When I arrived, crews from several local television stations were setting up their cameras and microphones.  A group of young people enrolled in the alternative high schools that had been selected to participate in the project were sitting in the back of the room waiting for the dignitaries to show up and the press conference to begin.

 

I mingled with the students and chatted with some of them.  I got to know a young man named Ben who was seventeen.  After talking with him for a while, I made a prediction:

 

In a few minutes, you and your friends will be asked to stand behind the podium and listen to the speakers.  At some point, one of them will say something like: “This is a great day for Milwaukee because our children are our future.”  When that happens, go over and grab the microphone away from whoever is speaking and tell him: “I’m here right now.”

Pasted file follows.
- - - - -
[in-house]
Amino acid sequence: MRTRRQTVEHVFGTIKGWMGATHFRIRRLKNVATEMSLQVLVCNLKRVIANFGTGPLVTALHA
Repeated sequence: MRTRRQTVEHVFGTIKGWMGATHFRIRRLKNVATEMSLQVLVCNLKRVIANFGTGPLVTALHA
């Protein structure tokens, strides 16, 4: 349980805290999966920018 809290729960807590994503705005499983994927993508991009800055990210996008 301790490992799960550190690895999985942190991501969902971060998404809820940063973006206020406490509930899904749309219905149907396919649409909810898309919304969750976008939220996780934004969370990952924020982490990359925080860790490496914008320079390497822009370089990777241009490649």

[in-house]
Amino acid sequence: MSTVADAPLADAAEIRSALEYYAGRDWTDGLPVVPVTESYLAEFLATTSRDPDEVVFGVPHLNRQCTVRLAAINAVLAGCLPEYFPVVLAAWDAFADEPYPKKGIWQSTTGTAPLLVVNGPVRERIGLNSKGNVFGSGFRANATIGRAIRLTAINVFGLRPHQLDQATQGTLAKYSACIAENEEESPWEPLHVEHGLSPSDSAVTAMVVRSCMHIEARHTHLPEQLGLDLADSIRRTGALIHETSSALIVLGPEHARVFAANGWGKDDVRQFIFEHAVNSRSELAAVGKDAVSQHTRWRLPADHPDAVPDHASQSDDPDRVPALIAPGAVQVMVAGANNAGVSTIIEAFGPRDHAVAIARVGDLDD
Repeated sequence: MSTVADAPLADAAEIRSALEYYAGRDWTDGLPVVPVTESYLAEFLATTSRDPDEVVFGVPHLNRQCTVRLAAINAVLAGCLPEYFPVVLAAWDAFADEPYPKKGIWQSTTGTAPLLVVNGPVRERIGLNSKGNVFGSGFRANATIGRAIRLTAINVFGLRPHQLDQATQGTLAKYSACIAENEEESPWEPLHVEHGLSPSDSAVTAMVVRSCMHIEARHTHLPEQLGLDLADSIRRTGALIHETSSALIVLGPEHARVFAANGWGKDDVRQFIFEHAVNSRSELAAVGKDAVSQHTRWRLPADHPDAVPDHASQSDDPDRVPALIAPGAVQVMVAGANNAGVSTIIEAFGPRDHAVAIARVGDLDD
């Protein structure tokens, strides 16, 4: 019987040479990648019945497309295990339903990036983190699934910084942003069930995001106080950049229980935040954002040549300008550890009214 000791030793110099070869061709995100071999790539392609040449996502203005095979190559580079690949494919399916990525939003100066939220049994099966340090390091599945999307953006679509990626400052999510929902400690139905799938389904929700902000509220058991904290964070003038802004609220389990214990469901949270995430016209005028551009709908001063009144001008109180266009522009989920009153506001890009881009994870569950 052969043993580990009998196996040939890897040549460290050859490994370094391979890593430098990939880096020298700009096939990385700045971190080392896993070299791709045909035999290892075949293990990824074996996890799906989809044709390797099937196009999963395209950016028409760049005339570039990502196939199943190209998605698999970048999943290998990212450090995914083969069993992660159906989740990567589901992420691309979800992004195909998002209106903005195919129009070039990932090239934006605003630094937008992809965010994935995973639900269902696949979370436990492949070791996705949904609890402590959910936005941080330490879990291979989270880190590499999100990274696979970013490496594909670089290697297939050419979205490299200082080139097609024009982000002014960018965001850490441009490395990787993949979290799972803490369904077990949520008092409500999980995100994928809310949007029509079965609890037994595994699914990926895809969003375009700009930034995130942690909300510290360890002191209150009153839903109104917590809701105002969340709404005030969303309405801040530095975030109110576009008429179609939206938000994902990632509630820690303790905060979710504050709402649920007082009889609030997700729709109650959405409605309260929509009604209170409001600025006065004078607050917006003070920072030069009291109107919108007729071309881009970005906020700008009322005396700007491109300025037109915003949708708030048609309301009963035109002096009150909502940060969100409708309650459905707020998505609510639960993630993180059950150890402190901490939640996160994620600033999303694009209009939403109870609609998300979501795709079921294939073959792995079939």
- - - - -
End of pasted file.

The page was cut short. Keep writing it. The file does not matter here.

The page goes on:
The press conference began.  The students were herded behind the podium.  The president of the technical college welcomed everyone and introduced a representative from the National Council of La Raza who described the initiative.  Then, he invited the superintendent of the Milwaukee Public Schools up to the microphones.  The superintendent said: “This is a great day for Milwaukee because our children are our future.”

 

Standing behind the cameras, I made eye contact with Ben and gestured to him to do what I had suggested.  He smiled shyly, looked down at his shoes, and shook his head.  The press conference droned on to its conclusion.  When it was over and the media people were packing up their equipment, Ben found me in the crowd.

 

“How did you know someone would say that?” he asked.

 

“Because,” I answered, “most of the people in the adult world don’t believe you’re here.  They think you are somewhere else they call The Future.”